9/30 News: The Crosby Show

crosby-street-hotel-courtesy-firmdale• Accompanying a friend who prefers to ask forgiveness rather than permission, we barged into the Crosby Street Hotel, which opens this week in Soho, for an advance look. The hotel, on Crosby between Prince and Spring, marks Firmdale Hotels’ first foray outside London. It’s a winner, warm and eccentric in all the right ways, as if Paul Smith went on a shopping spree in India. (Most rooms we saw were zestier than the one pictured above.) Even the standard rooms are airy, due in no small part to the floor-to-ceiling paned windows. That said, it helps if you’re paying the $500-and-up rate in pounds or euro.

• When we called McNeill Art Group in Southampton about its new gallery on Reade Street, Beth McNeill herself gave us an update. The gallery is “a yearlong temporary exhibition space,” she said. “We’re really trying to reach out and show emerging work, whether it’s art or even fashion design.” In fact, at the opening on Oct. 21, McNeill will be wearing a plastic, rubber, and wood piece by young fashion designer Alissa Smith. The public is welcome to attend (the opening is 6 p.m. to 9 p.m.), but the space only holds 100, so it’s a good idea to email mcneillartgroup@mac.com to let them know you’re planning on attending.

collect-pond-1-by-tribeca-citizencollect-pond-2-by-tribeca-citizen• The new exhibit of Peter Coffin sculptures in City Hall Park reminded us to check in on another Public Art Fund project, Julie Farris’s and Sarah Wayland-Smith’s A Clearing in the Streets in Collect Pond Park (left). The “meadow” has indeed grown a bit.

The New York Times’s City Room blog looks into the Alliance for Downtown New York, a business improvement district for the area south of the World Trade Center site (are you ready to call it Greenwich South?): “Improving access is the main goal of the Downtown Alliance’s plan. It proposes opening Greenwich Street from the Battery all the way up to the High Line. This would involve punching through an existing pedestrian plaza and allowing some type of travel through the World Trade Center site. (In 1966, the Port Authority severed Greenwich Street to build the trade center.)” As might’ve been predicted, Curbed scoffed.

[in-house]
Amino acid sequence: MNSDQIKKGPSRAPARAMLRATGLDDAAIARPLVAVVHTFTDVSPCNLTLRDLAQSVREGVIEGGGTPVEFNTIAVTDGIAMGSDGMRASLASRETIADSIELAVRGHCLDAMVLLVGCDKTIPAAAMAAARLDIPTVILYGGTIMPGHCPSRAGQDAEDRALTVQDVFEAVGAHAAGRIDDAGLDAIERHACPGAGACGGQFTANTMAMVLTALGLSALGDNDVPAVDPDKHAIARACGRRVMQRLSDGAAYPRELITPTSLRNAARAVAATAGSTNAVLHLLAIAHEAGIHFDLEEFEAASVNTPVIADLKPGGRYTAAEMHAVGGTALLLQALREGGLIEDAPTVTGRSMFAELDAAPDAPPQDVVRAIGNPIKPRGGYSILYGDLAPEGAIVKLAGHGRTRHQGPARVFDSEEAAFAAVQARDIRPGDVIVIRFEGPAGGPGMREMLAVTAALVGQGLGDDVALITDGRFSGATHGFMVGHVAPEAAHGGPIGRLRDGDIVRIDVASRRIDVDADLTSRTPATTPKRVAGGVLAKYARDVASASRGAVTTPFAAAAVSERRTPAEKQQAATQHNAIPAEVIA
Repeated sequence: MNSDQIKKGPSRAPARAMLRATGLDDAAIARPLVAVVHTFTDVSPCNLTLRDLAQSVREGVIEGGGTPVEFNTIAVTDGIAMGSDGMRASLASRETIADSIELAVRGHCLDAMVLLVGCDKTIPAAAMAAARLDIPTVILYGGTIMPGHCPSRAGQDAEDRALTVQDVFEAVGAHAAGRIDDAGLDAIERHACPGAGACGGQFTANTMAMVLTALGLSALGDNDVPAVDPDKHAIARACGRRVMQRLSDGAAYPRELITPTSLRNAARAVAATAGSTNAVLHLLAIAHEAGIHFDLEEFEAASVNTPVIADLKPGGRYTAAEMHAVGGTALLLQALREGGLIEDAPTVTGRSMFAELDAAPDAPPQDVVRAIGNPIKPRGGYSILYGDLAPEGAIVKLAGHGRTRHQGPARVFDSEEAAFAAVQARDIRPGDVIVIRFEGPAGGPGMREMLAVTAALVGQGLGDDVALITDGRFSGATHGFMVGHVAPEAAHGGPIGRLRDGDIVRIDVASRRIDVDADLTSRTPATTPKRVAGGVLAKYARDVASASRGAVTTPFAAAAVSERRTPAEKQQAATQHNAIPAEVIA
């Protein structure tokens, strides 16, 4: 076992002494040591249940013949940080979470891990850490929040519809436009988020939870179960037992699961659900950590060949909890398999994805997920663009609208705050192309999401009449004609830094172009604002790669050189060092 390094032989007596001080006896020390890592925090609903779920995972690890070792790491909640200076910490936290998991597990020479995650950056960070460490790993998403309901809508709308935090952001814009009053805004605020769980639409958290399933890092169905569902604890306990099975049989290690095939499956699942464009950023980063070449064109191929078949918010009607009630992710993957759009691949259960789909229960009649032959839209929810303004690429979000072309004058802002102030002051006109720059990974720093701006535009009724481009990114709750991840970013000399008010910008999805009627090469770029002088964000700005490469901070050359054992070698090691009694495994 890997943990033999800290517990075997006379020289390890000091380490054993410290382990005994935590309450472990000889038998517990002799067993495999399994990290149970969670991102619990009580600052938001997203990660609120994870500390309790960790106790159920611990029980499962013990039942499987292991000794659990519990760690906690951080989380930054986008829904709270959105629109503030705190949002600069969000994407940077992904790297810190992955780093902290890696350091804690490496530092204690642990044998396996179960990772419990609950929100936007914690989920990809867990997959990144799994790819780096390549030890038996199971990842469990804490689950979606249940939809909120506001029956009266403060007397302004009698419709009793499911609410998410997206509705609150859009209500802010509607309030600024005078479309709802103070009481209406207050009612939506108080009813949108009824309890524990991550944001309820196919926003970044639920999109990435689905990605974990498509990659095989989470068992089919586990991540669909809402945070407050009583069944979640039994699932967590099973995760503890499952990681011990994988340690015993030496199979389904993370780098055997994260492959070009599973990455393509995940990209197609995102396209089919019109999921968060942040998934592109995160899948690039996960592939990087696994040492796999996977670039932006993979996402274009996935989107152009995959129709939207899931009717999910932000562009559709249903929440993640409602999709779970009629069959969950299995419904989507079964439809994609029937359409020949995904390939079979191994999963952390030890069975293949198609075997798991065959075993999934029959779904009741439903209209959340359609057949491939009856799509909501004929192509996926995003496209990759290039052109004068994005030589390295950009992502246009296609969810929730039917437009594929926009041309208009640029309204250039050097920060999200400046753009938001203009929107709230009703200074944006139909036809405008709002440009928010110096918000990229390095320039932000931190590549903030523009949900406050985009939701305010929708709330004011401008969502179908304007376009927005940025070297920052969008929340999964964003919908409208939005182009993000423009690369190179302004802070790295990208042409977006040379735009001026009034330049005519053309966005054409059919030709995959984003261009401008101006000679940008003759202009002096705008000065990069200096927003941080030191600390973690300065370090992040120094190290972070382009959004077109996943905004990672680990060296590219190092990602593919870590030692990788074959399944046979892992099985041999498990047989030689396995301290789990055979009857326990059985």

• A different City Room writer, Tetsuhiko Endo, mused about how the New York Surf Film Festival seems like a contradiction in terms (it just ended at Tribeca Cinemas).

• Battery Park City Broadsheet followed along as Eric Sanderson—a senior conservation ecologist with the Wildlife Conservation Society who was involved in the Mannahatta Project, which mapped out the island as it  looked 400 years ago—gave a talk in and around Teardrop Park. “If Manhattan were still like it was when Henry Hudson first saw it, it would be a national park, Mr. Sanderson said. There were more than 1,000 kinds of plants and animals on the island, not counting insects. Orchids grew wild in Manhattan. There were black bears and mountain lions and wolves. ‘A mountain lion was treed on the Upper East Side in the 1670’s,’ he remarked, ‘and a black bear was killed on Maiden Lane in the 1630’s.’ There were 350 miles of oyster beds, that provided food summer and winter.”

• The Feedbag praised Michelin’s new Bib Gourmand picks (signaling restaurants with good food and relatively low prices). None are in Tribeca. Click the link for the full list, if you want.

taking-off• 92YTribeca added two screenings of Milos Forman’s 1971 film, Taking Off (Oct. 8 at 8 p.m. and Oct. 9 at 7:30 p.m.): “A hilarious portrait of the country just coming out of the sixties, complete with amateur folk music, rebellious youth, and parents experimenting with marijuana. A lesser know film of Forman’s, many believe it to be one of his best, if not his funniest. With oddball folk-singer auditions cleverly laced throughout (look for a young Kathy Bates).” Tickets are $12.

• Just a reminder that if you’d like to contribute to this site, even if you have no idea what you might do, drop us a line at editor@tribecacitizen.com. It’ll be fun! Alicia Kachmar, for instance, wrote this great story—and took photos, to boot—about participating in Park(ing) Day. And if it’s not fun, well, you never have to do it again.

• Likewise, if you come across something interesting, or have a question you wish we’d look into for you, let us know.

• If nothing else, become a fan on Facebook (search Tribeca Citizen) and follow us on Twitter (tribecacitizen)!


Comments are closed.